The Principle that Orders Everything within the CNS
kenneth paul collins
KPCollins at postoffice.worldnet.att.net
Wed Oct 16 19:05:12 EST 1996
A single principle organizes everything that occurs
within our CNSs, including their developmental wiring
...our nervous systems are physically structured,
throughout their entire extents, so that their
functioning will automatically "seek" to achieve a single
goal... the minimization of the topologically-distributed
ratios of excitation to inhibition that are occuring
...a straight-forward example of the functionality of
this unifying principle exists in the dynamics of pain
avoidance... the problem of activating the effectors so
that the body will move away from environmental sources
of noxious stimulation is of infinitely-large scope
because the sources of pain can come from any direction
in the environment...
...a survey of the experimental literature shows that
"the" nervous system resolves the infinitely-large pain
avoidance problem by "simply" transforming
relative degrees of topographically-mapped excitation
into proportionately-correlated, topographically-mapped
inhibition, thus inverting the the original stimulus set,
and projecting the result back to the effectors...
colloquially, the pain sensation comes into the nervous
system as a "mountain" of excitation, and, while
preserving topographical-mapping correlations with
respect to the body-environment interface, that
"mountain" is inverted into a "valley" of excitation, and
the "valley" of excitation is passed back to the
...thus, the topography that is correlated with the
greatest degree of noxious stimulation receives the least
post-inversion excitation... this means that the effector
activations that were responsible for moving the body
into contact with the environmental source of noxious
stimulation will now be most inhibited... thus, an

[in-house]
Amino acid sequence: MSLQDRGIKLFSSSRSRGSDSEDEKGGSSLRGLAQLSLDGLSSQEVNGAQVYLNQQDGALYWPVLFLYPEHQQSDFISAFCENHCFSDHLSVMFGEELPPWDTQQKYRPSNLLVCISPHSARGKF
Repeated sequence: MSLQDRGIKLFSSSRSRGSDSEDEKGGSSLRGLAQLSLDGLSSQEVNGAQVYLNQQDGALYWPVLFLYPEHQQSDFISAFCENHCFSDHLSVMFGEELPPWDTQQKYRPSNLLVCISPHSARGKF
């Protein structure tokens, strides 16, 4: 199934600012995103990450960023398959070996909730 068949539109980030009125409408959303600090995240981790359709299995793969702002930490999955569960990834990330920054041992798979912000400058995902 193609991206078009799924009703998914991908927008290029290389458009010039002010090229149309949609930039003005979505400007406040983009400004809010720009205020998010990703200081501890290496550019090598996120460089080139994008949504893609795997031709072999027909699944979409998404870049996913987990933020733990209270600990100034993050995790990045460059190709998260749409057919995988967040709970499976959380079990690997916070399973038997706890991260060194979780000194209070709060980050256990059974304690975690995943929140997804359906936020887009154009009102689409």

"arrest reaction" will occur with respect to motion in
the direction of the environmental source of the noxious
...the easiest way to see that all of this stands
verified is to consider the curious loss of pain &
temperature sensation that occurs following unilateral
hemisection of the brain stem at the level of the
medulla... pain & temp sensation are lost on the same
side of the face but on the opposite side of the body...
...this syndrome occurs because pain & temp sensation
from the face is conveyed via the ipsilateral spinal
trigeminal tract, but pain & temp sensation from the body
is conveyed by the crossed spinothalamic tract...
...both of these tracts give off collaterals which
converge upon reticular nuclei which project
ipsilaterally to the cerebellum... the outputs of the
cerebellum, which arise exclusively from the purkinje
cells, are entirely-inhibitory...
...the logic of the head-body pain-temp-difference
becomes clear when one considers how the head should move
with respect to pain to the fact and to the body...
...the head should move away from pain to the face...
thus sparing the eyes from injury, but the head should
orient toward pain to the body so that the eyes can
assist in the avoidance problem...
...and when these dynamics are correlated with the
functional neuroanatomy, it is verified that all that is
occurring is that the topologically-distributed ratios of
excitation to inhibition are, in fact, being blindly
minimized, and that behavior that is appropriate with
respect to environmental sources of noxious stimulation
are automatically produced via such TD E/I
...it is just as straight-forward to show that the same
TD E/I minimization principle applies to the whole CNS...
although to give an introductory account of such requires
about 5 hours of presentation time because there is so
much that has to be covered and integrated...
...what's presented here will stand as incontrovertible
Truth for all time... or at least until evolutionary
dynamics modify the very fundamental neural architecture
of "the" CNS... K. P. Collins
People hate because they fear, and they fear because
they do not understand, and they do not understand
because hating is less work than understanding.
More information about the Neur-sci